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Data centres are feeling the heat

Packaged chiller plant rooms within data centres cut installation time by up to 95%. (Image source: Adobe Stock)

Kevin Laidler, sales director for Middle East and Africa at Armstrong Fluid Technology, writes forTechnical Review Middle East, explaining how innovations in the HVAC sector can help data centres. 

With demand for data centres increasing steadily, the call for innovative solutions that guarantee steadfast performance becomes an imperative. 

In today's digital age, where information fuels both personal and business endeavours, data centres have emerged as the backbone of our interconnected world. From the seamless functioning of online applications to the secure storage of invaluable data, these unassuming warehouses, filled with rows upon rows of computer servers, play an indispensable role in enabling the digital experiences we have come to depend on. 

In fact, the heat densities within a typical data centre environment can be up to 5 times higher than in a typical office setting. With electronic components that are susceptible to environmental conditions, maintaining precise temperature, humidity, air movement, and air purity becomes a critical imperative. Conditions must be kept within specific limits to safeguard against equipment failures and downtime. As such, specialist HVAC systems are required to maintain an optimum indoor environment at all times. 

Considering the mission-critical nature of data centres, reliability is paramount. But how can we ascertain the capability of the systems in play? This is where the concept of packaged chiller plant rooms emerges, with its potential for transformative benefits. Packaged solutions such as those supplied by Armstrong Fluid Technology, are constructed off-site and undergo rigorous testing and quality control prior to delivery to ensure optimum performance. Installed with the guidance of detailed drawings outlining precise dimensions and connection points, these solutions markedly diminish the potential for human error.

Traditional ‘stick-built’ HVAC systems on the other hand, are typically composed of many different elements, all of which require sourcing from various suppliers and assembling on site. For installing contractors, purchasing, handling and coordinating all required materials to build a complete HVAC pump system on-site is inefficient, with its own set of challenges; often pieces get lost or go missing, leading to construction delays. It must also be guaranteed that the specified components work both individually and holistically.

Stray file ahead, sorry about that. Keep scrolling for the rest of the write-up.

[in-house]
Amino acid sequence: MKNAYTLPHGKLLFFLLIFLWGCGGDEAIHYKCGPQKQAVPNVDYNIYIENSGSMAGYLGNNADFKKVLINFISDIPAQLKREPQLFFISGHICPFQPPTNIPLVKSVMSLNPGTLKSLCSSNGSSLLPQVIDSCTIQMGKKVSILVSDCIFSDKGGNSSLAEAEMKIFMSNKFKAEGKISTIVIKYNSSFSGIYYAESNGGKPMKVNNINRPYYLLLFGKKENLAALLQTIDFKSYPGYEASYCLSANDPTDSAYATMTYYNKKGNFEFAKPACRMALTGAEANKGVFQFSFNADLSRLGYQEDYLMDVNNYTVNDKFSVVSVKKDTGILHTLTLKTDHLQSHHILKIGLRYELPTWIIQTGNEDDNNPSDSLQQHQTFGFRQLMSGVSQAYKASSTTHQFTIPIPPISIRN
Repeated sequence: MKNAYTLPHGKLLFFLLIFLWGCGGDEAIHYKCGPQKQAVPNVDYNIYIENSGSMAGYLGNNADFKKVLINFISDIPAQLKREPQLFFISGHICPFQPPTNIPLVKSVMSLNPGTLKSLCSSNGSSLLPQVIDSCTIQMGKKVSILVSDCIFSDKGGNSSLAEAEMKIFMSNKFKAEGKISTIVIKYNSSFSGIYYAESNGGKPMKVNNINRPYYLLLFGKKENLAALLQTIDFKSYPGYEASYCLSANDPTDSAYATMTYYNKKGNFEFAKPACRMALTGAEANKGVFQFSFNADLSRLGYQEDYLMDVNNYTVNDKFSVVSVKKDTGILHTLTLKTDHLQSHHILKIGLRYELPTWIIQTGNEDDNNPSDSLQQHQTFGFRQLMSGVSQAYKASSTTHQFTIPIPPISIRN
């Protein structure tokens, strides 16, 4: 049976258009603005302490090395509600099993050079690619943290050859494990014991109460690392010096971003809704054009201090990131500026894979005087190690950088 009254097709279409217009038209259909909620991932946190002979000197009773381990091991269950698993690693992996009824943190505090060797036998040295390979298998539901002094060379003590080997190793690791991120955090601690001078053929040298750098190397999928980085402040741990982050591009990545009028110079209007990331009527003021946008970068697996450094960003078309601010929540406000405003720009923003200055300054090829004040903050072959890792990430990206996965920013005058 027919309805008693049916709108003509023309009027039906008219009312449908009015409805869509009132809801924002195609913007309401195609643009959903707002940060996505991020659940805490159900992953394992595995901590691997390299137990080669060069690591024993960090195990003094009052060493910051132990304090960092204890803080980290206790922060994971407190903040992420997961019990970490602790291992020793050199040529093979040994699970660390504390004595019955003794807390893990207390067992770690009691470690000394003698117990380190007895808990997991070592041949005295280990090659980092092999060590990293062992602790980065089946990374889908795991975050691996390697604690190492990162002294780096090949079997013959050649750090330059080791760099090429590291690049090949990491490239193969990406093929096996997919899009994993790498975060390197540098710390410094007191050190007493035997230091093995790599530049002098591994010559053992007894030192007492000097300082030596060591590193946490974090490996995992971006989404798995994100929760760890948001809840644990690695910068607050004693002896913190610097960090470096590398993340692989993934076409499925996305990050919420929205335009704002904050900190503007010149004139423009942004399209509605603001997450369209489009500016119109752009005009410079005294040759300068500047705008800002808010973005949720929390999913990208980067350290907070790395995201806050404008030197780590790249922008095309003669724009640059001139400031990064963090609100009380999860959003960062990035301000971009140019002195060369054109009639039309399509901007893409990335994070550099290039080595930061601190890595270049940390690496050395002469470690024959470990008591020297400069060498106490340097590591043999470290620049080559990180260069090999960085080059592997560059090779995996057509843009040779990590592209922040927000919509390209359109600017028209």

Packaged chiller plant rooms within data centres can cut installation time by up to 95%, as the need for on-site assembly is eliminated. In scenarios demanding upgrades or expansions to existing data centre infrastructure, these scalable solutions demonstrate their exceptional value. Packaged chiller rooms support a modular approach to cooling, empowering data centres to flexibly enhance cooling capacity as requirements evolve. Considering the recent explosion in demand for data centres—projected to surge from 17 gigawatts in 2022 to 35 gigawatts by 2030 in the US market alone—strategic scalability within current facilities becomes paramount.

In my experience with Armstrong Fluid Technology, automation technology such as EVERCOOL, is another great way to guarantee reliability in system performance. EVERCOOL controls the chilled water plant while optimising cooling and system performance. If a problem is detected, the system is able to switch to a backup system within milliseconds, effectively ensuring 100% uptime and reliability. Just like the packaged chiller plant room, EVERCOOL is pre-engineered, pre-programmed, and pre-tested, resulting in an accelerated time-to-market deployment. Its modular design also presents opportunities for scalability, unburdened by constraints on plant size or cooling capacity.

With a rapid global proliferation of data centres, practices for design, installation and management of cooling systems must adapt and continue to evolve to meet the growing demand. Innovative methods of solution supply, such as off-site construction, are fast becoming the standard. With recent innovations in automation technology, this shift presents a unique opportunity for the data centre industry to aggressively upgrade efficiencies for enhanced performance.